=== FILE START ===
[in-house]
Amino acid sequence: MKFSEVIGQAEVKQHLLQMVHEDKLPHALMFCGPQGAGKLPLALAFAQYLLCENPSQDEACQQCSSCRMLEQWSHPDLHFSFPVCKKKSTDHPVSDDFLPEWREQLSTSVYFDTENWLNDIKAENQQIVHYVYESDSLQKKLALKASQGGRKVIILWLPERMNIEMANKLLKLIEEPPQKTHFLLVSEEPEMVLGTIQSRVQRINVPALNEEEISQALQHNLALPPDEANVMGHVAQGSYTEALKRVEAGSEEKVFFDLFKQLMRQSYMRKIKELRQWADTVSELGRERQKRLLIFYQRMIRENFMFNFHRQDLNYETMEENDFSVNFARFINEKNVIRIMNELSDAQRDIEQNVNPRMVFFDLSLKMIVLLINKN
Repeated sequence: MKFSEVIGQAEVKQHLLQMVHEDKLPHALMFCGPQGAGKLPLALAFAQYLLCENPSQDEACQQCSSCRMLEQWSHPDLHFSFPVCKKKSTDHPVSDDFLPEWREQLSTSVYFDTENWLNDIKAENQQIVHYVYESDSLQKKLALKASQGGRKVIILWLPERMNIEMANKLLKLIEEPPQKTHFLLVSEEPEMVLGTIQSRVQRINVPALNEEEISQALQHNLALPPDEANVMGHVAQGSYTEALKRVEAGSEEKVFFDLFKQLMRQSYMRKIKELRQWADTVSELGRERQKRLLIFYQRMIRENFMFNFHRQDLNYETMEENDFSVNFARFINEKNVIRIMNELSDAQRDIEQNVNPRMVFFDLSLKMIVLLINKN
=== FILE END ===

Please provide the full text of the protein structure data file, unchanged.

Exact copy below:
[in-house]
Amino acid sequence: MKFSEVIGQAEVKQHLLQMVHEDKLPHALMFCGPQGAGKLPLALAFAQYLLCENPSQDEACQQCSSCRMLEQWSHPDLHFSFPVCKKKSTDHPVSDDFLPEWREQLSTSVYFDTENWLNDIKAENQQIVHYVYESDSLQKKLALKASQGGRKVIILWLPERMNIEMANKLLKLIEEPPQKTHFLLVSEEPEMVLGTIQSRVQRINVPALNEEEISQALQHNLALPPDEANVMGHVAQGSYTEALKRVEAGSEEKVFFDLFKQLMRQSYMRKIKELRQWADTVSELGRERQKRLLIFYQRMIRENFMFNFHRQDLNYETMEENDFSVNFARFINEKNVIRIMNELSDAQRDIEQNVNPRMVFFDLSLKMIVLLINKN
Repeated sequence: MKFSEVIGQAEVKQHLLQMVHEDKLPHALMFCGPQGAGKLPLALAFAQYLLCENPSQDEACQQCSSCRMLEQWSHPDLHFSFPVCKKKSTDHPVSDDFLPEWREQLSTSVYFDTENWLNDIKAENQQIVHYVYESDSLQKKLALKASQGGRKVIILWLPERMNIEMANKLLKLIEEPPQKTHFLLVSEEPEMVLGTIQSRVQRINVPALNEEEISQALQHNLALPPDEANVMGHVAQGSYTEALKRVEAGSEEKVFFDLFKQLMRQSYMRKIKELRQWADTVSELGRERQKRLLIFYQRMIRENFMFNFHRQDLNYETMEENDFSVNFARFINEKNVIRIMNELSDAQRDIEQNVNPRMVFFDLSLKMIVLLINKN